Get The Best Lender For Your New Chicago Mortgage Refinance

Finding The Best Lender For Your Chicago home mortgage

If you have decided it's time for a new Chicago home mortgage, whether to purchase a new home or to refinance your existing home, lots of people think of the interest rate to be the main factor in deciding with whom to get their loan. This article would like to recommend that it is more important to focus you get your loan from a qualified professional rather than just the absolute rock bottom interest rate. Mortgage rates are pretty close to the same amongst all lenders (if any body says they have way better mortgage interest rates than the next guy, be suspicious). Mortgage lenders, however, vary significantly in their knowledge and ability to get you the most appropriate loan for your needs as well as to get it closed in a timely manner and on budget. Here are 4 suggestions for what to look for in your loan officer.

Above all, be sure you are working with a professional, pro Chicago home mortgage lender. The biggest financial decision of your life is waytoo important to place into the hands of any individual who is not capable of advising you properly and troubleshooting the issues that will arise along the way. How are you tellif that person is good enough? Here are 4 easy questions any lender definitely must be ready to answer correctly. If they don't know the answers, you just are not working with a professional!

1) What are mortgage rates based on? (the sole right answer is Mortgage Backed Securities also referred to as Mortgage Bonds, NOT the ten-year Treasury Note. Whilst the 10-year Treasury Note which occasionally trends in the same direction as mortgage bonds, it is not unusual to see them go in completely opposite directions. Don't work with a lender who has their eye on the incorrect indicators.)

2) What is the next Economic Report or event that could potentially cause interest movement? (A quality loan officer will have the answer at their fingertips).

3) When Bernanke and the Fed "raise or lower rates", what does this mean, and what likely impact mortgage interest rates? (The answer may be a surprise to you. When the Fed makes a move, they change a rate called the "Fed Funds Rate" or "Discount Rate". These are both awfully short-term rates that impact things like credit cards, Home Equity credit lines, auto loans and the like. On the day of the Fed move, Mortgage interest rates most frequently will actually move in the other way as the Fed change. This is thanks to the dynamics within the monetary markets responding to inflation).

4) Does your lender have access to live, real time, mortgage bond quotes? (If a mortgage lender can'texplain how Mortgage Bonds are moving in actual time and and be prepared for potential expensive intra-day price changes, you're speaking with a person that is still reading yesterday's paper, and likely is not a professional with whom to trust your mortgage financing. (Would you work with a stock broker who is only willing to grab the previous day's paper to tell you how a stock traded yesterday, but had no idea what the movement looks like right now and what market conditions potentially mightcause alterations in the near future?)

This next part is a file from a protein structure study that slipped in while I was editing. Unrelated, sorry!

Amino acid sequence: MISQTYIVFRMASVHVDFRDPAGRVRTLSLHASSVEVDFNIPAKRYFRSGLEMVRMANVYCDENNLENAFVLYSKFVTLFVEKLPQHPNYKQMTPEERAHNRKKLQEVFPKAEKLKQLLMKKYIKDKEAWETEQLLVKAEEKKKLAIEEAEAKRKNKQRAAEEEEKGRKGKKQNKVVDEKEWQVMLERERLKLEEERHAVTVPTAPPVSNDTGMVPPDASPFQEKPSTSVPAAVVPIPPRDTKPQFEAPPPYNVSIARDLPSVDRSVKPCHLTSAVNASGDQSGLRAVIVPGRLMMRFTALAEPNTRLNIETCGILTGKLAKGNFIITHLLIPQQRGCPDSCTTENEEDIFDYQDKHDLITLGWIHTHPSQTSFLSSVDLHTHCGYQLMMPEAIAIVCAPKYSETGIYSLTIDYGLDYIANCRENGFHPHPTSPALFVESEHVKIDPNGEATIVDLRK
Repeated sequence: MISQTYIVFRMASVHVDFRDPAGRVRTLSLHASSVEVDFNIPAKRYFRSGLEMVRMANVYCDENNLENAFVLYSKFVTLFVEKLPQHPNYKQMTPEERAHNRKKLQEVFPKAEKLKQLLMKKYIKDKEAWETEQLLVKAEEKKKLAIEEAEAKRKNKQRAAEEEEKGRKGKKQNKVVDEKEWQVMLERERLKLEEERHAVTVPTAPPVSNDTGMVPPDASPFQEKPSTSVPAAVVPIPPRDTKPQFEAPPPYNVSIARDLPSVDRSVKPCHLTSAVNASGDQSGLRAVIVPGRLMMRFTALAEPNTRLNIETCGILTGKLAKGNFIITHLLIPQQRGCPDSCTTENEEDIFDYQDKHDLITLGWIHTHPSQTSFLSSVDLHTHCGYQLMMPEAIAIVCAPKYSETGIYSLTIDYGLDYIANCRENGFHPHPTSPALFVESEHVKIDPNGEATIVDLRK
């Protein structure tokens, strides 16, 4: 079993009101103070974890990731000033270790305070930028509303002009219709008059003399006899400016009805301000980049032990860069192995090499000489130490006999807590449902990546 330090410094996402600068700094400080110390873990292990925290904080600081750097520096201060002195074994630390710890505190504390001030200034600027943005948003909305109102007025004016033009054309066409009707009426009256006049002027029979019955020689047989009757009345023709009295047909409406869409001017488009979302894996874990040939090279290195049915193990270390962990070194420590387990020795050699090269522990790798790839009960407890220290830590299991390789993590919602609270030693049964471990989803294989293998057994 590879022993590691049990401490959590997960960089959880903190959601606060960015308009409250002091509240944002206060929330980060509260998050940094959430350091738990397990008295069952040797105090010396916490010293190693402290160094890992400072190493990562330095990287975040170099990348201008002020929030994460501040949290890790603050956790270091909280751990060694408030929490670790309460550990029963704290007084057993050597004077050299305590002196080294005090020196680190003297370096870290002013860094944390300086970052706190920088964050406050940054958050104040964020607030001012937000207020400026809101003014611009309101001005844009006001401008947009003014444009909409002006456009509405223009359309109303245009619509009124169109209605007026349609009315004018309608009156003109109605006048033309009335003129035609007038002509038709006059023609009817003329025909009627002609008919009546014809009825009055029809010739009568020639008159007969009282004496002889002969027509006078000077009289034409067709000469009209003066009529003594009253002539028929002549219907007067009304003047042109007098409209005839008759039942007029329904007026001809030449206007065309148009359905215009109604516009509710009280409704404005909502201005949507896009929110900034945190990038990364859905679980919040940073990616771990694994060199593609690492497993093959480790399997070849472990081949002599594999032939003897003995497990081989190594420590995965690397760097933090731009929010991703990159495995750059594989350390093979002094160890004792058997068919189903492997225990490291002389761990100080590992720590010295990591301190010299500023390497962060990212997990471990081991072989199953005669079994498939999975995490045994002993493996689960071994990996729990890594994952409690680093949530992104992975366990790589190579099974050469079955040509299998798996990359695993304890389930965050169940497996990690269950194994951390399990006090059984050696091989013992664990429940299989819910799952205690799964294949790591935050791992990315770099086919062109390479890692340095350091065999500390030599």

If you find that it is time to look into refinancing your current mortgage, or even if you're looking for a loan to purchase a property, you can find a lot of good information at Chicago Refinance Resource.

Hopefully Your Lender Isn't Floating Your Lock

If you've been on the fence about getting a mortgage, or if you happen to be in the process of getting a mortgage, hopefully your lender has locked your interest rate for you. 

For quite a while now there has been a lot of talk about historically low mortgage interest rates.  While in the big, BIG picture, today's rates are still very, very attractive, it's hard not to compare them to rates of just a few weeks ago.  If you were to do that... you would be in for a shock.

Just before Memorial Day 2009 it was pretty standard to be able to get a 30 year fixed rate mortgage for under 5% if you had decent credit.  In fact, some were getting close to 4.5% at times.  However, since after Memorial Day rates have been on a tear; a tear UP.  And according to most experts out there, it doesn't look like they're going to come back down to those incredibly low levels of a month or so ago any time soon.  Actually, it's quite possible that we won't see those rates again at all.

If you have a goog mortgage lender, none of this is news to you as they would have been keeping your abreast of market changing conditions.  if you have "your guy" as a mortgage lender and this is news to you... I can only suggest you start looking around for someone else.

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